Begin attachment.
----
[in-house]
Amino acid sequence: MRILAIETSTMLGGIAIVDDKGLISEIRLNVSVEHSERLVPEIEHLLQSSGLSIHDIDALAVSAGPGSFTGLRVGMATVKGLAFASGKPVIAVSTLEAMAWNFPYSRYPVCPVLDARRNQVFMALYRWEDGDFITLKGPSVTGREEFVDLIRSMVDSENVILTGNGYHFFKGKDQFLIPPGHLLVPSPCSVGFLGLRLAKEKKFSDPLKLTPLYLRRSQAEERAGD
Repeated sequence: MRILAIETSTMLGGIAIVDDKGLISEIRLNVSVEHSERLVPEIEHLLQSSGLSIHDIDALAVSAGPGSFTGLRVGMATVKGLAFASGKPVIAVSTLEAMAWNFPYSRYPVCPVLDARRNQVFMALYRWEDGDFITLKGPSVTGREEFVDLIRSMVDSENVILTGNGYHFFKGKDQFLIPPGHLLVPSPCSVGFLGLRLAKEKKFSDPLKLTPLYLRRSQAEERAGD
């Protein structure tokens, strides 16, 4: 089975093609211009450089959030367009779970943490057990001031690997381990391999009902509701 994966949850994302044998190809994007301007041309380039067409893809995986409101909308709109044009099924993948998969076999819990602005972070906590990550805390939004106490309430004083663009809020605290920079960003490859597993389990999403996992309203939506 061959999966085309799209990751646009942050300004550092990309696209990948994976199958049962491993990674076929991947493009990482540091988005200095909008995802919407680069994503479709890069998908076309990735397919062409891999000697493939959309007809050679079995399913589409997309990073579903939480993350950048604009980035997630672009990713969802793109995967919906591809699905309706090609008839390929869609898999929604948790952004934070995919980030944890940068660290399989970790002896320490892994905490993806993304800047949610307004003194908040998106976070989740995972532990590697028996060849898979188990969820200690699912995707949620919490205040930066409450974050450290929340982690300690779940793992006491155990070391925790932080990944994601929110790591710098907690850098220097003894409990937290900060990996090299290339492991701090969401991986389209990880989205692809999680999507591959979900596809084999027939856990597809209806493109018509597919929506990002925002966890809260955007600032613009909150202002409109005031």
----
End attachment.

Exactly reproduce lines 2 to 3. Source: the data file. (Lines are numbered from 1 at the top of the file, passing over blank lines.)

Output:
Amino acid sequence: MRILAIETSTMLGGIAIVDDKGLISEIRLNVSVEHSERLVPEIEHLLQSSGLSIHDIDALAVSAGPGSFTGLRVGMATVKGLAFASGKPVIAVSTLEAMAWNFPYSRYPVCPVLDARRNQVFMALYRWEDGDFITLKGPSVTGREEFVDLIRSMVDSENVILTGNGYHFFKGKDQFLIPPGHLLVPSPCSVGFLGLRLAKEKKFSDPLKLTPLYLRRSQAEERAGD
Repeated sequence: MRILAIETSTMLGGIAIVDDKGLISEIRLNVSVEHSERLVPEIEHLLQSSGLSIHDIDALAVSAGPGSFTGLRVGMATVKGLAFASGKPVIAVSTLEAMAWNFPYSRYPVCPVLDARRNQVFMALYRWEDGDFITLKGPSVTGREEFVDLIRSMVDSENVILTGNGYHFFKGKDQFLIPPGHLLVPSPCSVGFLGLRLAKEKKFSDPLKLTPLYLRRSQAEERAGD